President Barack Obama will observe the 60th anniversary of the Supreme Court’s landmark Brown vs. Board of Education school desegregation decision Friday by meeting with families of the plaintiffs in the case as well as the lead attorneys and the NAACP Legal Defense Fund.
Obama will host the group, including lawyers Jack Greenberg and William Coleman, in the White House East Room Friday afternoon. Greenberg argued the case; Coleman was a leading legal strategist in the case. The court issued its decision on May 17, 1954.
First lady Michelle Obama was observing the anniversary by traveling Friday to Topeka, Kan., site of the lawsuit that initiated the case. The first lady was to meet with high school students in a college preparatory program and later was speaking at a pre-graduation event for seniors in the Topeka Public School District.
The president has also issued a proclamation declaring that the decision “shifted the legal and moral compass of our nation.”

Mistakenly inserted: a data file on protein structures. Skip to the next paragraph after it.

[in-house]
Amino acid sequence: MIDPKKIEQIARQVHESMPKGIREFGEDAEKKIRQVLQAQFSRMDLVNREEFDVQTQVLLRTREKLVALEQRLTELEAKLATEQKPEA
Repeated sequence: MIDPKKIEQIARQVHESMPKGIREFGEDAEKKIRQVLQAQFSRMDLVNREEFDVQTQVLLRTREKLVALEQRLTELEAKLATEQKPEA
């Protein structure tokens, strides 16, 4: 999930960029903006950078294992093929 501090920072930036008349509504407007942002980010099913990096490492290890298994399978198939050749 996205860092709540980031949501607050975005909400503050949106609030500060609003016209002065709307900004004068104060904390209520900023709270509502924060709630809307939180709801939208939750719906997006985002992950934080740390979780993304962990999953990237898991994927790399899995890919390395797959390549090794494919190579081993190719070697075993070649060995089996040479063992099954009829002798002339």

In the proclamation Obama noted that the court’s decision alone did not destroy segregation, recalling that the struggle for civil rights continued and that the Civil Rights Act and the Voting Rights Act did not become law for another decade.
“Thanks to the men and women who fought for equality in the courtroom, the legislature, and the hearts and minds of the American people” he wrote, “we have confined legalized segregation to the dustbin of history. Yet today, the hope and promise of Brown remains unfulfilled. In the years to come, we must continue striving toward equal opportunities for all our children, from access to advanced classes to participation in the same extracurricular activities.”